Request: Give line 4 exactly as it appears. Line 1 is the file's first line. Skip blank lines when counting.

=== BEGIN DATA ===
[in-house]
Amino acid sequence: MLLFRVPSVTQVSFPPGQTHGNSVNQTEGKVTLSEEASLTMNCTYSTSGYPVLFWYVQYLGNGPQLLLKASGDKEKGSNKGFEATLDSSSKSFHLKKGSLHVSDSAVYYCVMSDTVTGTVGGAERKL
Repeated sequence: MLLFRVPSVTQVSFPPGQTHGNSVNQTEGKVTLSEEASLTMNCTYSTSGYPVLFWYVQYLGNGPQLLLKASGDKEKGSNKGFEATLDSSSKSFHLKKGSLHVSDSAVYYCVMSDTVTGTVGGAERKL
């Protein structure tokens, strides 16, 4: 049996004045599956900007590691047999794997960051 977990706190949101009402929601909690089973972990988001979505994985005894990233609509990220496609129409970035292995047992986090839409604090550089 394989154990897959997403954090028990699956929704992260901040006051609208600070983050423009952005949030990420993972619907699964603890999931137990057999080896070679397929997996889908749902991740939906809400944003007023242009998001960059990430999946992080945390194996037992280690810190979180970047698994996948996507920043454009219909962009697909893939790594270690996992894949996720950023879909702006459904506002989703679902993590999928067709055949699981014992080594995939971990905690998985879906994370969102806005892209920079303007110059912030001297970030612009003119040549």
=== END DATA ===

């Protein structure tokens, strides 16, 4: 049996004045599956900007590691047999794997960051 977990706190949101009402929601909690089973972990988001979505994985005894990233609509990220496609129409970035292995047992986090839409604090550089 394989154990897959997403954090028990699956929704992260901040006051609208600070983050423009952005949030990420993972619907699964603890999931137990057999080896070679397929997996889908749902991740939906809400944003007023242009998001960059990430999946992080945390194996037992280690810190979180970047698994996948996507920043454009219909962009697909893939790594270690996992894949996720950023879909702006459904506002989703679902993590999928067709055949699981014992080594995939971990905690998985879906994370969102806005892209920079303007110059912030001297970030612009003119040549």